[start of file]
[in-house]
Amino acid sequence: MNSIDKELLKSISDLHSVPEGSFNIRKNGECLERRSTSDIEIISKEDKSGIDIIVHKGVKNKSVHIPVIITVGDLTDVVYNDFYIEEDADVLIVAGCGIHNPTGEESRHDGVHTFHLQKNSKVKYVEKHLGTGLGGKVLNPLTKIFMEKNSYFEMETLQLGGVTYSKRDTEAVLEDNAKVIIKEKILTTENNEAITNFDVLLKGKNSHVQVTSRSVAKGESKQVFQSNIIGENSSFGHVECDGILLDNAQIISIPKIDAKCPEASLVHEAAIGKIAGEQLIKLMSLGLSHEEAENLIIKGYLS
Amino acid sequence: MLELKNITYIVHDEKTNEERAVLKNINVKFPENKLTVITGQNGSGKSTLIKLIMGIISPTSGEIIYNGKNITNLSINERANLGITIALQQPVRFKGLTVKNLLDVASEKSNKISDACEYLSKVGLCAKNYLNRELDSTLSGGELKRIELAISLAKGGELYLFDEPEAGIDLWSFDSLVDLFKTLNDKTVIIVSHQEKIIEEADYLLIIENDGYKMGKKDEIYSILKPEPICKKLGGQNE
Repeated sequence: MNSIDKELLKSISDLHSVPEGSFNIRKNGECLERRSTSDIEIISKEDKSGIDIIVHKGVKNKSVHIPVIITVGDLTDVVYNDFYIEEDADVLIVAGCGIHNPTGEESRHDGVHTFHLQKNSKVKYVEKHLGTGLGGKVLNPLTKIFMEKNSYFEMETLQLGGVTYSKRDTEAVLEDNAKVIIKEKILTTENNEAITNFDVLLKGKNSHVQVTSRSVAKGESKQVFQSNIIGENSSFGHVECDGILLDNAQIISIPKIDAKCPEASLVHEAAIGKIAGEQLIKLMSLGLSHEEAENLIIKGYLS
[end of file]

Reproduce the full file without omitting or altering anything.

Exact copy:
[in-house]
Amino acid sequence: MNSIDKELLKSISDLHSVPEGSFNIRKNGECLERRSTSDIEIISKEDKSGIDIIVHKGVKNKSVHIPVIITVGDLTDVVYNDFYIEEDADVLIVAGCGIHNPTGEESRHDGVHTFHLQKNSKVKYVEKHLGTGLGGKVLNPLTKIFMEKNSYFEMETLQLGGVTYSKRDTEAVLEDNAKVIIKEKILTTENNEAITNFDVLLKGKNSHVQVTSRSVAKGESKQVFQSNIIGENSSFGHVECDGILLDNAQIISIPKIDAKCPEASLVHEAAIGKIAGEQLIKLMSLGLSHEEAENLIIKGYLS
Amino acid sequence: MLELKNITYIVHDEKTNEERAVLKNINVKFPENKLTVITGQNGSGKSTLIKLIMGIISPTSGEIIYNGKNITNLSINERANLGITIALQQPVRFKGLTVKNLLDVASEKSNKISDACEYLSKVGLCAKNYLNRELDSTLSGGELKRIELAISLAKGGELYLFDEPEAGIDLWSFDSLVDLFKTLNDKTVIIVSHQEKIIEEADYLLIIENDGYKMGKKDEIYSILKPEPICKKLGGQNE
Repeated sequence: MNSIDKELLKSISDLHSVPEGSFNIRKNGECLERRSTSDIEIISKEDKSGIDIIVHKGVKNKSVHIPVIITVGDLTDVVYNDFYIEEDADVLIVAGCGIHNPTGEESRHDGVHTFHLQKNSKVKYVEKHLGTGLGGKVLNPLTKIFMEKNSYFEMETLQLGGVTYSKRDTEAVLEDNAKVIIKEKILTTENNEAITNFDVLLKGKNSHVQVTSRSVAKGESKQVFQSNIIGENSSFGHVECDGILLDNAQIISIPKIDAKCPEASLVHEAAIGKIAGEQLIKLMSLGLSHEEAENLIIKGYLS